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Coase theorem

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A concept often invoked in the economic analysis of law. Named after the Nobel laureate Ronald Coase (1911– ), it defines an “efficient” outcome as one in which the net sum of social wealth is maximized. The theorem is especially applicable to the law of tort, where it can be used to test the extent to which the rules produce such an “efficient” outcome. The simple version of the Coase theorem may be stated as follows: where there are minimal transaction costs and clearly defined property rights, the “efficient” result will occur regardless of the choice of legal rule. However, avoiding accidents through safety measures inevitably incurs costs; the approach adopted by Coase therefore is that an “efficient” rule is one that minimizes the sum of accident costs and prevention costs, because such a rule will normally reduce social wealth the least. Compare Pareto efficiency; Kaldor-Hicks efficiency.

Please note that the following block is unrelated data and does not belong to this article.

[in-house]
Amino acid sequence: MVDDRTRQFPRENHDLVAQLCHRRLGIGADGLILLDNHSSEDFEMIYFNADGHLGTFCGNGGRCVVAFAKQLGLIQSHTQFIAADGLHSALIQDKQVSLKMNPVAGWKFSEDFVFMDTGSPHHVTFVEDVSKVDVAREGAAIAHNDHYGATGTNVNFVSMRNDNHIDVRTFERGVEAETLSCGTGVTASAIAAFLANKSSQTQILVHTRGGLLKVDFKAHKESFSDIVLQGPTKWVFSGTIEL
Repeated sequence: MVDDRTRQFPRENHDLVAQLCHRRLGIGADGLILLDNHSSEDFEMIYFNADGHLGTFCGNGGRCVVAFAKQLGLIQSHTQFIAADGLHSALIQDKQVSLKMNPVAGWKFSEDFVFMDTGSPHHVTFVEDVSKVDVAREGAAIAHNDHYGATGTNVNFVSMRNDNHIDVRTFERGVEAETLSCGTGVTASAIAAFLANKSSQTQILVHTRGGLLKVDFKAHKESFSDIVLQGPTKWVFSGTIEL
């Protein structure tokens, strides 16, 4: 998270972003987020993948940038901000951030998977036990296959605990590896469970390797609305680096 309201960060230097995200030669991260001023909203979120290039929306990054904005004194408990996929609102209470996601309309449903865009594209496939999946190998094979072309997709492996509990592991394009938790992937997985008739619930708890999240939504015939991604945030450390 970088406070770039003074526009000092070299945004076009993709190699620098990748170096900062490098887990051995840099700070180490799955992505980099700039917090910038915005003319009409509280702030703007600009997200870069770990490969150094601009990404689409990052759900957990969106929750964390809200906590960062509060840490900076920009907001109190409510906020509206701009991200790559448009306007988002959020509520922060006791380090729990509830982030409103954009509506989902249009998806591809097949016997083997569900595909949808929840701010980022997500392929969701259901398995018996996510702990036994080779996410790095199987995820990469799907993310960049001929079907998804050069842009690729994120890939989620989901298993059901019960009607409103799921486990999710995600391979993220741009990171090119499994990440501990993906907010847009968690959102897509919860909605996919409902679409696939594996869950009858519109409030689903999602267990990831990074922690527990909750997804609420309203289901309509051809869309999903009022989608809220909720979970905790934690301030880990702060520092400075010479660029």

Subjects: Social sciences

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